Climate & Energy

ACCCE's lobbying campaign against Lieberman Warner

Coal industry launches full-scale attack against climate legislation

Originally posted at the Wonk Room. The coal-industry front group American Coalition for Clean Coal Electricity has launched a major lobbying campaign against the Lieberman-Warner Climate Security Act. ACCCE claims it is opposed to Lieberman-Warner because it "does not adequately embrace" their "principles" and raises "just too many unanswered questions." Principles: ACCCE's 12 principles [PDF] for federal legislation boil down to demands that they be allowed to construct new, uncontrolled coal-fired power plants until taxpayers pony up unlimited amounts of money for carbon capture and sequestration (CCS) technology. That's not a statement of principles -- it's a ransom note. Lieberman-Warner, named for its two co-sponsors Joe Lieberman (I-Conn.) and John Warner (R-Va.), would allow the United States to join the rest of the world in combatting climate change by setting a firm limit on carbon emissions while providing support to low-income families. However, the bill also makes significant concessions to polluters, particularly the coal industry: The bill calls for reductions in greenhouse emissions that are insufficient to avoid climate catastrophe. The bill gives a windfall of emissions permits to polluters, instead of auctioning all permits [PDF]. The bill promises over $300 billion directly to coal polluters. Strangely, that isn't enough for ACCCE.

Jason Mraz sings the praises of a simpler life

Jason Mraz is strumming up support for sustainability. Jason Mraz may still be the geek in the pink, but these days, the pop-rock-rhymer is hoping to distance himself from his cigarette-puffin’, girl-chasin’ past and move …

Slip of the tundra

CO2 released from disappearing permafrost must be factored into climate projections

What is the point of no return for the climate -- the level of CO2 concentrations beyond which catastrophic outcomes are virtually unstoppable? No one knows for sure, but my vote goes for the point at which we start to lose a substantial fraction of the tundra's carbon to the atmosphere -- substantial being 0.1 percent per year! As we saw in my last post, frozen away in the permafrost is more carbon than the atmosphere currently contains (and much of that is in the form of methane, a far more potent greenhouse gas than carbon dioxide). What is the point of no return for the tundra? A major 2005 study ($ub. req'd) led by NCAR climate researcher David Lawrence found that virtually the entire top 11 feet of permafrost around the globe could disappear by the end of this century.

Stop the presses!

A report put together by the National Coal Council finds that coal is essential and it’s not going anywhere and reducing coal use would mean the widespread death of puppies and cute children but the …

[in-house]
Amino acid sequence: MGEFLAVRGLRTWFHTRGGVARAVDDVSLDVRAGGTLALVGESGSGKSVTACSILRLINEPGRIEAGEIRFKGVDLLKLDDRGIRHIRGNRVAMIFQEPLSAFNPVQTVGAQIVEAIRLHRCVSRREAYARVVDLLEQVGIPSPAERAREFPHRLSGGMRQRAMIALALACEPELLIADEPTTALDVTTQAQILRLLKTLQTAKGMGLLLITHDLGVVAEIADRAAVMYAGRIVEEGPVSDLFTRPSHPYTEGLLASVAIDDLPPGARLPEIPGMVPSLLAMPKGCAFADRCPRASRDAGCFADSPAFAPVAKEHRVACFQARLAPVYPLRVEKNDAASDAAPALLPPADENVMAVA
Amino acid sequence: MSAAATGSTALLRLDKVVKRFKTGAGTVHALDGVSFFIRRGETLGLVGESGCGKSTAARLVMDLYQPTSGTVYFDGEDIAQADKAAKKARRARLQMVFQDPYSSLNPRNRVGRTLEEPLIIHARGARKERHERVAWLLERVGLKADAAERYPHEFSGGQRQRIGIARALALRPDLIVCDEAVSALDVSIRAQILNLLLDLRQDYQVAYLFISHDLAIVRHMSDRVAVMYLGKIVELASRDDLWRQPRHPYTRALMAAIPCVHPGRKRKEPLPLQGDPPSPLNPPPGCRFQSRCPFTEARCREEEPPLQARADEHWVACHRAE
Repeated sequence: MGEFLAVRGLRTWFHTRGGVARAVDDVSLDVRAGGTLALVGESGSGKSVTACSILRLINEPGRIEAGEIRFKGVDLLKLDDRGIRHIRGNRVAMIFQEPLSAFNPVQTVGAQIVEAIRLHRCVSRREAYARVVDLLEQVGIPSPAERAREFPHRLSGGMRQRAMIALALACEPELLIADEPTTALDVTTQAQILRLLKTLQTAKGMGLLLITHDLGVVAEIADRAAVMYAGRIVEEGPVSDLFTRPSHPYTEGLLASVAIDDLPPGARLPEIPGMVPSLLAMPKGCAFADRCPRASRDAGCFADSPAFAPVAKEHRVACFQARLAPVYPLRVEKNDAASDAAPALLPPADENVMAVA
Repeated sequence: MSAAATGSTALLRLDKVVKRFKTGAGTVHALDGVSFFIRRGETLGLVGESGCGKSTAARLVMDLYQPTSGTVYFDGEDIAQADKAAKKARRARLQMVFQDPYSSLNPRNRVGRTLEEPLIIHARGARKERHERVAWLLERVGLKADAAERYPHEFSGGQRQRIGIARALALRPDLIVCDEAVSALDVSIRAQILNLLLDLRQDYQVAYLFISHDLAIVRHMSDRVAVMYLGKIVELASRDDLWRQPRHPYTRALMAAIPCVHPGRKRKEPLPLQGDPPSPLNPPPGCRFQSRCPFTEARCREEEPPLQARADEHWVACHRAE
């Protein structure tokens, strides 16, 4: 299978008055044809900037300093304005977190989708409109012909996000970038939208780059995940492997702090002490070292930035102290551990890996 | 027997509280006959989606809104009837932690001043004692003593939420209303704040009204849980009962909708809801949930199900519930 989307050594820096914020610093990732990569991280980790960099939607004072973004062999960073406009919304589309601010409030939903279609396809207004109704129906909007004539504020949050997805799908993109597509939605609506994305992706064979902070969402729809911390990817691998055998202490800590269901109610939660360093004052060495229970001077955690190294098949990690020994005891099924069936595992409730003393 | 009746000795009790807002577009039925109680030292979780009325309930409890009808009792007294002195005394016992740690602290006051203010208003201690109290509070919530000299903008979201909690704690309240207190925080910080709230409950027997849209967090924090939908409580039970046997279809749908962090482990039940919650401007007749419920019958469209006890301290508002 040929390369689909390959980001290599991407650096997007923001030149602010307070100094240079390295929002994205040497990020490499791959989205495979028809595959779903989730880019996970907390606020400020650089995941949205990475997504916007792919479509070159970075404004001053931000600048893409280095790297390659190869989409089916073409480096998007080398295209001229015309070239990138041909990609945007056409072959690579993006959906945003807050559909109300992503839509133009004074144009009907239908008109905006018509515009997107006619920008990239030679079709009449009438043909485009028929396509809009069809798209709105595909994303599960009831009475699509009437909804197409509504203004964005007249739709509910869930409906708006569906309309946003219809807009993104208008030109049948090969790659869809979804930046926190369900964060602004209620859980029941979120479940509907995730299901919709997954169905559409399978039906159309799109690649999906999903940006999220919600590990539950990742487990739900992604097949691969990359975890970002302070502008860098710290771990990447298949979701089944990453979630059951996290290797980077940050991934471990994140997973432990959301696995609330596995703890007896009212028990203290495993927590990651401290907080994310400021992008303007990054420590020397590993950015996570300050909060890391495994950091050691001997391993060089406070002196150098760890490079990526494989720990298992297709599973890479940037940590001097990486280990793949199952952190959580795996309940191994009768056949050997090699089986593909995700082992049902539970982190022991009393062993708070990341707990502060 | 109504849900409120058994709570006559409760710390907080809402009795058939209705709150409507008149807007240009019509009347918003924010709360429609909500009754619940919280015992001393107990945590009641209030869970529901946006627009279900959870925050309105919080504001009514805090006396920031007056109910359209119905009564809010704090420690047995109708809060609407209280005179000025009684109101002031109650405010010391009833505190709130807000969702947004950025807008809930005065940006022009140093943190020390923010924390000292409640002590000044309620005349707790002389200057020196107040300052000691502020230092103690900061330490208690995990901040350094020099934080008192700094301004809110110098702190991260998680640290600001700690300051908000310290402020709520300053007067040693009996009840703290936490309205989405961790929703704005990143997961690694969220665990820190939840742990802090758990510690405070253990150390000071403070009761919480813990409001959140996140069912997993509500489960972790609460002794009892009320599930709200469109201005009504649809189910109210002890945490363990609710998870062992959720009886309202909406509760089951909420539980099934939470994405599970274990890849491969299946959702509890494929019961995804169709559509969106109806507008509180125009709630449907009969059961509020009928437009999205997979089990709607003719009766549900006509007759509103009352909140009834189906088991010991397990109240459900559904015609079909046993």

The best offense is a good Defense

House passes Defense authorization bill, includes various climate-related elements

The House passed ($ub. req’d) the defense authorization bill for 2009 last night, and there were several climate and energy-related components included. One amendment modifies part of last year’s energy bill that forbids federal agencies …

How clean is clean coal?

A video on the great coal myth

The new but already-going-gangbusters Washington Independent has teamed up with the also new and also gangbusters American News Project to put together a video called "How clean is clean coal?" Good stuff:

The permafrost won't be perma for long

More carbon in the Arctic than previously thought

The tundra is probably the single most important amplifying carbon-cycle feedback. None of the IPCC's climate models, however, include carbon emissions from a defrosting tundra as a feedback. Yet, as NOAA reported last month, levels of methane (a far more potent greenhouse gas than CO2) rose last year for the first time since 1998, which may be an early indication of thawing permafrost. So it seems like a good a time for a review and update of what we know. The tundra or permafrost is soil that stays below freezing (32 degrees F) for at least two years. Normally, plants capture carbon dioxide from the atmosphere during photosynthesis and slowly release that carbon back into the atmosphere after they die. But the Arctic acts like a freezer, and the decomposition rate is very low. The tundra is a carbon locker. We open it at our own risk.

Ignoring climate change will cost U.S. big bucks, says group

Doing nothing in the face of climate change would cost the U.S. $1.9 trillion a year (in today’s dollars) by the turn of the next century, says a new report from green group NRDC. That …

The Will to disbelieve

Conservative pundit correctly recognizes the radical implications of the polar bear decision

This ran on earlier today. George Will is far from the only middle-aged Boomer pundit who spends his time shadowboxing Dirty Hippies on the Washington Post editorial page, but his Thursday column is a …